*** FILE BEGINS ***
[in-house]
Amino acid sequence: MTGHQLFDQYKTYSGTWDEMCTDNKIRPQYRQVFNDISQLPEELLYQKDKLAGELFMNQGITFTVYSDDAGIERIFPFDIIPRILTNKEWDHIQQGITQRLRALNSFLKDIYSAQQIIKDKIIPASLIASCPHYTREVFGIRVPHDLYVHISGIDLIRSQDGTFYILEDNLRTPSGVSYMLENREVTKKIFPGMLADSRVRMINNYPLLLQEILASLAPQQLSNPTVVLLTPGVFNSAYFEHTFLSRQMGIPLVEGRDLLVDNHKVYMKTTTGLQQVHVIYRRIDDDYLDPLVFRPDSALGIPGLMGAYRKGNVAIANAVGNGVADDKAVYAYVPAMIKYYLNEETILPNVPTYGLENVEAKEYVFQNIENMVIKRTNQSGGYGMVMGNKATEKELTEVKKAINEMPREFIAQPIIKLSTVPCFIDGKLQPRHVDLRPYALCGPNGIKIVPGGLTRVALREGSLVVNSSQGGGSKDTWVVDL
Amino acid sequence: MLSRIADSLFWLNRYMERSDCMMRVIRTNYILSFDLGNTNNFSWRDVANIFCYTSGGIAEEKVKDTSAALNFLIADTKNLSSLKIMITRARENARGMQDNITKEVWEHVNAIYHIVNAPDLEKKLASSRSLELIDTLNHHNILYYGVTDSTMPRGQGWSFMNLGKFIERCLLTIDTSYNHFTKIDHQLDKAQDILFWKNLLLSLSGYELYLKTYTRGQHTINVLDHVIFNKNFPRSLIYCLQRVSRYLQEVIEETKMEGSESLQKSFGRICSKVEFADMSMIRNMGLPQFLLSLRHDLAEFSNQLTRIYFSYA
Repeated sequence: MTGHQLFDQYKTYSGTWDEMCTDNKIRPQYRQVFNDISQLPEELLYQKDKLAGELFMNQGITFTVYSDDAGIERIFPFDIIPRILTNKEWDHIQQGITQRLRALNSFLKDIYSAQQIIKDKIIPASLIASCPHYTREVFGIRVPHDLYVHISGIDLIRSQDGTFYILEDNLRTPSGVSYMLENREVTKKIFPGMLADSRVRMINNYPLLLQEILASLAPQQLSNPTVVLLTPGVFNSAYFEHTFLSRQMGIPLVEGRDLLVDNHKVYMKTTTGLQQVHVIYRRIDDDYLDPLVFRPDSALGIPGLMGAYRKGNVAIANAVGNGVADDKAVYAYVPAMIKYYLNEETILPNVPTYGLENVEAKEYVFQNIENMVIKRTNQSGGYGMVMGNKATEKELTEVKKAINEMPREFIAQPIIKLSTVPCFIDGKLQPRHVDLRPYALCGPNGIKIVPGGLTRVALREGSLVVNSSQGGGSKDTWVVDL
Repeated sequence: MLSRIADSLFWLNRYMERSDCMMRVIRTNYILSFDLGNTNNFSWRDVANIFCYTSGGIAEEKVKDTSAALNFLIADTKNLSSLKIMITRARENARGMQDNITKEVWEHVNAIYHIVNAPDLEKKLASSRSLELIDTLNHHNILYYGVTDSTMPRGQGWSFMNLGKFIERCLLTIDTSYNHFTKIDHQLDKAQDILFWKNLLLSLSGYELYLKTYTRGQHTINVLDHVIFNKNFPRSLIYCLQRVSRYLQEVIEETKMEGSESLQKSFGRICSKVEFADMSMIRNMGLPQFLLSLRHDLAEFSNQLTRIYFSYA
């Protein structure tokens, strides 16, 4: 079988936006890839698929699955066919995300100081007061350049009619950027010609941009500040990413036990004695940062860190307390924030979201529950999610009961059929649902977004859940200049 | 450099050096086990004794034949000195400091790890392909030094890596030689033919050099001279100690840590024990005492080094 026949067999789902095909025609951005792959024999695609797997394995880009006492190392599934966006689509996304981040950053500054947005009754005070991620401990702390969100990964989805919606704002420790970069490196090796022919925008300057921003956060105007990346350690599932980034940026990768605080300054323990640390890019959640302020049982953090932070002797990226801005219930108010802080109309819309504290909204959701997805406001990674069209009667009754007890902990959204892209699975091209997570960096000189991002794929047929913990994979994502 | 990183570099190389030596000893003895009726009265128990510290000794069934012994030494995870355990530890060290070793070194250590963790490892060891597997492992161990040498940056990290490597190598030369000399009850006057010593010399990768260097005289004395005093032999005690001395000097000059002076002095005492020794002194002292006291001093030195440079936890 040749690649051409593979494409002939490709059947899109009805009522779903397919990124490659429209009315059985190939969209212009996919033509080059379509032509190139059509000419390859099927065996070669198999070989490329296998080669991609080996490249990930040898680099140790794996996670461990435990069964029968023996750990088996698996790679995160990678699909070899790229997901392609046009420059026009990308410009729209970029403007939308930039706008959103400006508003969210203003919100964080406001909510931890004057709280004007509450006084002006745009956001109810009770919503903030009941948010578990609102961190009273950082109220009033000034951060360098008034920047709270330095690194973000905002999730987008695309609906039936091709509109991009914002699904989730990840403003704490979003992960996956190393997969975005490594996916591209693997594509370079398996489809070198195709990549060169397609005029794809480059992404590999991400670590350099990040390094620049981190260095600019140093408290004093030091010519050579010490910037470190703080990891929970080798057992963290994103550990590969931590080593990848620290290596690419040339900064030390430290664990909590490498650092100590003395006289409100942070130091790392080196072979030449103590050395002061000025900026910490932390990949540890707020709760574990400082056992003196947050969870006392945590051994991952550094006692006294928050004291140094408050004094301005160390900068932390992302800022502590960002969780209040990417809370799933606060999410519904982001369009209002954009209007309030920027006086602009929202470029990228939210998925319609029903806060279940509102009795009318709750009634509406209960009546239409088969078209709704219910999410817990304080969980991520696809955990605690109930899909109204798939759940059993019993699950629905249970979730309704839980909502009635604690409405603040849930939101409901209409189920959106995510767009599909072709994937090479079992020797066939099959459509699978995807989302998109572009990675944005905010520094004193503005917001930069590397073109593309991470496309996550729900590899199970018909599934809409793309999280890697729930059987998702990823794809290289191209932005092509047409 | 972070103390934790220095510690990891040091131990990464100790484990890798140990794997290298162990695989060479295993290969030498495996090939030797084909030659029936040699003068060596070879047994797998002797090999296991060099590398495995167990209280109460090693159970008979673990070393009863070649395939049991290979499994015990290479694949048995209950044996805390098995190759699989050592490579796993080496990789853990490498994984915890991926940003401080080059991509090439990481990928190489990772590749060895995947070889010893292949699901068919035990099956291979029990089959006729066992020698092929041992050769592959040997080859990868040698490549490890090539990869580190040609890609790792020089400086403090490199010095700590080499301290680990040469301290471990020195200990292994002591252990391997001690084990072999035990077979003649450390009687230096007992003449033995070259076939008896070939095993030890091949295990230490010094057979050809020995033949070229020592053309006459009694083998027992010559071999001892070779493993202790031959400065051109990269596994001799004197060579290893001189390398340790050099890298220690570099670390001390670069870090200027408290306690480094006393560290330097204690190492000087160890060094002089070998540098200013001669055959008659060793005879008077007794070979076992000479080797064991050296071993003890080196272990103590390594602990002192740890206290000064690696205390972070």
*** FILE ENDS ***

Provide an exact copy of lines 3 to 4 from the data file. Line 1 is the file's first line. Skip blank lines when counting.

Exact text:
Amino acid sequence: MLSRIADSLFWLNRYMERSDCMMRVIRTNYILSFDLGNTNNFSWRDVANIFCYTSGGIAEEKVKDTSAALNFLIADTKNLSSLKIMITRARENARGMQDNITKEVWEHVNAIYHIVNAPDLEKKLASSRSLELIDTLNHHNILYYGVTDSTMPRGQGWSFMNLGKFIERCLLTIDTSYNHFTKIDHQLDKAQDILFWKNLLLSLSGYELYLKTYTRGQHTINVLDHVIFNKNFPRSLIYCLQRVSRYLQEVIEETKMEGSESLQKSFGRICSKVEFADMSMIRNMGLPQFLLSLRHDLAEFSNQLTRIYFSYA
Repeated sequence: MTGHQLFDQYKTYSGTWDEMCTDNKIRPQYRQVFNDISQLPEELLYQKDKLAGELFMNQGITFTVYSDDAGIERIFPFDIIPRILTNKEWDHIQQGITQRLRALNSFLKDIYSAQQIIKDKIIPASLIASCPHYTREVFGIRVPHDLYVHISGIDLIRSQDGTFYILEDNLRTPSGVSYMLENREVTKKIFPGMLADSRVRMINNYPLLLQEILASLAPQQLSNPTVVLLTPGVFNSAYFEHTFLSRQMGIPLVEGRDLLVDNHKVYMKTTTGLQQVHVIYRRIDDDYLDPLVFRPDSALGIPGLMGAYRKGNVAIANAVGNGVADDKAVYAYVPAMIKYYLNEETILPNVPTYGLENVEAKEYVFQNIENMVIKRTNQSGGYGMVMGNKATEKELTEVKKAINEMPREFIAQPIIKLSTVPCFIDGKLQPRHVDLRPYALCGPNGIKIVPGGLTRVALREGSLVVNSSQGGGSKDTWVVDL